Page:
Garnacha

Definition - What does Garnacha mean?

The Spanish wine grape Garnacha is a very commonly planted red grape that is used in wines from all over the world. Known as "Grenache" in English and French, this grape is the key ingredient in many famous wines, as it has a bright berry flavor with a combination of raspberries and strawberries and hints of white pepper.

Believed to have originated in the Aragon region of Spain and spread throughout Spanish-reigned regions and France by the 18th century, the Garnacha grape is still used in Spanish vineyards to make affordable red wine that pairs great with spicy food.

WineFrog explains Garnacha

The Garnacha grape was originally used to make its own varietal wine and later blended to make other red wines. Aragon, being so close to the French border, led the Garnacha grape to be grown in the French region of Languedoc-Roussillon, which changed the name to Grenache.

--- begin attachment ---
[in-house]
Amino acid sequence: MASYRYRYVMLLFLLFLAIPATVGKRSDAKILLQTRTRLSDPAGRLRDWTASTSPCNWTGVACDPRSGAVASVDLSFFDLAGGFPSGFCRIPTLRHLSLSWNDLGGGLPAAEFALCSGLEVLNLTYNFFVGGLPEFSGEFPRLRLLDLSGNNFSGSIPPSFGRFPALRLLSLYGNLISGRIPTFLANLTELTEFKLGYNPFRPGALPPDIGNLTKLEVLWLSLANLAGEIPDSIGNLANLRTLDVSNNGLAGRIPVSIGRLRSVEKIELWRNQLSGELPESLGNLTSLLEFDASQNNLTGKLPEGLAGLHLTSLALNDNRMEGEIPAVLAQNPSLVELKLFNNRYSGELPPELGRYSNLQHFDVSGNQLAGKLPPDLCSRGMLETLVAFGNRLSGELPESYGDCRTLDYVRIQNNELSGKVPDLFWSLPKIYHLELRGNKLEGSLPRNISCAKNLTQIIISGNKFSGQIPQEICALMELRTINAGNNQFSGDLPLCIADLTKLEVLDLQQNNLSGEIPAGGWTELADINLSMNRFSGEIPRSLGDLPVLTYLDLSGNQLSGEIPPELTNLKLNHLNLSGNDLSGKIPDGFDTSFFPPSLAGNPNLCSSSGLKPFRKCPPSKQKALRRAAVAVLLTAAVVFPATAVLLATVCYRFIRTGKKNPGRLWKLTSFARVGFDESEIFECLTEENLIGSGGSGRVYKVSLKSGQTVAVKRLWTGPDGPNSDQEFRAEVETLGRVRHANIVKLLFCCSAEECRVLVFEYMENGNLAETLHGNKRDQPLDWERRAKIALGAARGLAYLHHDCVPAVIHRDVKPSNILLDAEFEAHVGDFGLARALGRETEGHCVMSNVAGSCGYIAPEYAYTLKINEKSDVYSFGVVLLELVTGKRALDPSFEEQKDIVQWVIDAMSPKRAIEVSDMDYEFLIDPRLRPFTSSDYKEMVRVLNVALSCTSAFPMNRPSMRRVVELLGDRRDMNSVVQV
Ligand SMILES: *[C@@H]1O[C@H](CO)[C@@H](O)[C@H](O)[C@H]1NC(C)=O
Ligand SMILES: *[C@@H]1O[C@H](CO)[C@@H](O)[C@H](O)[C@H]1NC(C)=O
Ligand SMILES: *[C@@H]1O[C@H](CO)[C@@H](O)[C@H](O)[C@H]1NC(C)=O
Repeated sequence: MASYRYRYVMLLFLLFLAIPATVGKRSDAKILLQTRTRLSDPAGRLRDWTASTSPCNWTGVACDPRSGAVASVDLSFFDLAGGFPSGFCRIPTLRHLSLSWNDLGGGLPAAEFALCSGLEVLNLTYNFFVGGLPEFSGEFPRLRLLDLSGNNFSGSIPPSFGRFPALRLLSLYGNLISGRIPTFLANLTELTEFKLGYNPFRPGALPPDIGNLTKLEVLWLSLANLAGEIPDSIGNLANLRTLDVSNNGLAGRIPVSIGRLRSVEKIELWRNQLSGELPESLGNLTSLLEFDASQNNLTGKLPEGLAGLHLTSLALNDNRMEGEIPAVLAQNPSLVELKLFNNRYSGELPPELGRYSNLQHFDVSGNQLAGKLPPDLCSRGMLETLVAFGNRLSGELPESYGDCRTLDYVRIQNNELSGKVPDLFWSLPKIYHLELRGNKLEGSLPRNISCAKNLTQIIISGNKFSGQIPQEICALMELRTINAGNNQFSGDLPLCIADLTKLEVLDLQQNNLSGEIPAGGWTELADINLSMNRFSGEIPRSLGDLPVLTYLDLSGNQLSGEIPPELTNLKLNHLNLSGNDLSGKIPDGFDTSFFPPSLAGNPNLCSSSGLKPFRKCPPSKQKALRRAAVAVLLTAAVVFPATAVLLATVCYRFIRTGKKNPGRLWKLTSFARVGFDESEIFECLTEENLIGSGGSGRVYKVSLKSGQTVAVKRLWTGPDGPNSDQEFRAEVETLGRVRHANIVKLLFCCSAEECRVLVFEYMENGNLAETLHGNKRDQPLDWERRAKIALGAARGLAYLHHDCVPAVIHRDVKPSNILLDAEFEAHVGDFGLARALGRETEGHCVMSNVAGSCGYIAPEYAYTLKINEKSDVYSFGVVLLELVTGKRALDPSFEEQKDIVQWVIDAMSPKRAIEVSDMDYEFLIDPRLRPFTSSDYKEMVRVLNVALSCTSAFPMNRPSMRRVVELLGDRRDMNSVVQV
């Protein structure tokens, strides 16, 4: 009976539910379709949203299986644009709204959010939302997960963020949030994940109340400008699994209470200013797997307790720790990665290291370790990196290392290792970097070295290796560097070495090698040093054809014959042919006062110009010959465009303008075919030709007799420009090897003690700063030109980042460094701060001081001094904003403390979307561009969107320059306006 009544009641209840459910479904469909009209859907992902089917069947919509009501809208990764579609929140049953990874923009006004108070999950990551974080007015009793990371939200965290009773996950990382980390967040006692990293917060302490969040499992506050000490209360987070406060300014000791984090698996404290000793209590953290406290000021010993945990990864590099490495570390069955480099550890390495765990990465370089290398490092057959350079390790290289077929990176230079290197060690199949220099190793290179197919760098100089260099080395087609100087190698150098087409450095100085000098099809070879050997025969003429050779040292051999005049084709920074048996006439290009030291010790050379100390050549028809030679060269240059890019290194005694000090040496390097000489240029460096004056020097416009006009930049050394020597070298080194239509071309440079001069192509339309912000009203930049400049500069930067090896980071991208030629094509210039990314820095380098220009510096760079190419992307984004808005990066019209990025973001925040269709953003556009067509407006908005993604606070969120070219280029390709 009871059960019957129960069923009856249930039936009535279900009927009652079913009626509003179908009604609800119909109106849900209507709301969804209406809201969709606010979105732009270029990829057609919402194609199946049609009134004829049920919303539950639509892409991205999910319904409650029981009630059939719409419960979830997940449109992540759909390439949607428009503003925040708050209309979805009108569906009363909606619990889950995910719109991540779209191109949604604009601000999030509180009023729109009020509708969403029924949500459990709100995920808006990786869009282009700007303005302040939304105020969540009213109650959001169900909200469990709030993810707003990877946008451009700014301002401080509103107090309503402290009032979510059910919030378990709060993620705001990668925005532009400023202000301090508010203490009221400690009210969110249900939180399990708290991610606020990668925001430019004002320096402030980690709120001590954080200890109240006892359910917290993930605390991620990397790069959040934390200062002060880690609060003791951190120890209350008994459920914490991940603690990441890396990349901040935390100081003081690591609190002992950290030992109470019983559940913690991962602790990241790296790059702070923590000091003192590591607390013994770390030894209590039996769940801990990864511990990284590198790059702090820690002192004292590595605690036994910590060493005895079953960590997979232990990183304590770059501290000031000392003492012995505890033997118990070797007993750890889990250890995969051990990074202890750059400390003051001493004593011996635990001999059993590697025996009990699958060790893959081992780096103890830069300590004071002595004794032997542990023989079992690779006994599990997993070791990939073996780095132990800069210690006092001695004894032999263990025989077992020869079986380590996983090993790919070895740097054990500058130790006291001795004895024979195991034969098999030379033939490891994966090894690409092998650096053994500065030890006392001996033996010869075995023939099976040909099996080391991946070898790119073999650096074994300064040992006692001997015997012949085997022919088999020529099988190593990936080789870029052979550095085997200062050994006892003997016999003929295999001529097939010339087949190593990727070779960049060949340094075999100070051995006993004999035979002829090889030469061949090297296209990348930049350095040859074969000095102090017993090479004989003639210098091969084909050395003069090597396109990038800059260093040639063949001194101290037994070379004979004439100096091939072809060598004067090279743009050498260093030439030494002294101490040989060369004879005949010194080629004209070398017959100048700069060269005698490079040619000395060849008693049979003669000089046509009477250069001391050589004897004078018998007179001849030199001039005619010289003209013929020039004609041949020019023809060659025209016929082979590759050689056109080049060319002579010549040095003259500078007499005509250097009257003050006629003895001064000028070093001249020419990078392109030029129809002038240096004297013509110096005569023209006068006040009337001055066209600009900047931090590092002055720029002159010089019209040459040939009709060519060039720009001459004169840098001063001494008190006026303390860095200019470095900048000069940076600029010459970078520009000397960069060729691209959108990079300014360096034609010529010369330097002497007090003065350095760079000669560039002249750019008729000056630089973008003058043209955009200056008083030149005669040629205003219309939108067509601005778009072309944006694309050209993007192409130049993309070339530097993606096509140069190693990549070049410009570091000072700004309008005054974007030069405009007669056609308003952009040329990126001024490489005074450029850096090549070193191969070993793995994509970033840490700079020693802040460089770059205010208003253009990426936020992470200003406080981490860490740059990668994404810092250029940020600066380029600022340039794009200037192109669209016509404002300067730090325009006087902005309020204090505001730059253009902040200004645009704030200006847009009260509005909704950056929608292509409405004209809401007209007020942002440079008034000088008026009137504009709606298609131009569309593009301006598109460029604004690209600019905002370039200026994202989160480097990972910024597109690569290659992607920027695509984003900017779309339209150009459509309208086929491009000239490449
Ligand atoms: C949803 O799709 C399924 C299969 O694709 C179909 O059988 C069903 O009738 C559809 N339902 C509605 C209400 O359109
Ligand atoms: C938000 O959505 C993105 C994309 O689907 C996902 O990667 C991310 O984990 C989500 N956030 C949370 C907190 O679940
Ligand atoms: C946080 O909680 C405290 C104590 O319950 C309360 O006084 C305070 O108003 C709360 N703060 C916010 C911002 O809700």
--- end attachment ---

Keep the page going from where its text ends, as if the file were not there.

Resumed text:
The grape traveled further south to the Rhône region of France, and there it was blended with other wines because of its fruity, bold body that added depth to their wines. In Rhône, the most famous Garnacha blend was made, the Châteauneuf-du-Pape, which is highly coveted and collected by wine connoisseurs around the globe. The Garnacha grape is still used to make wines in Spain but there are regions in France, Italy, Australia and the United States who also use this friendly grape to make phenomenal reds.

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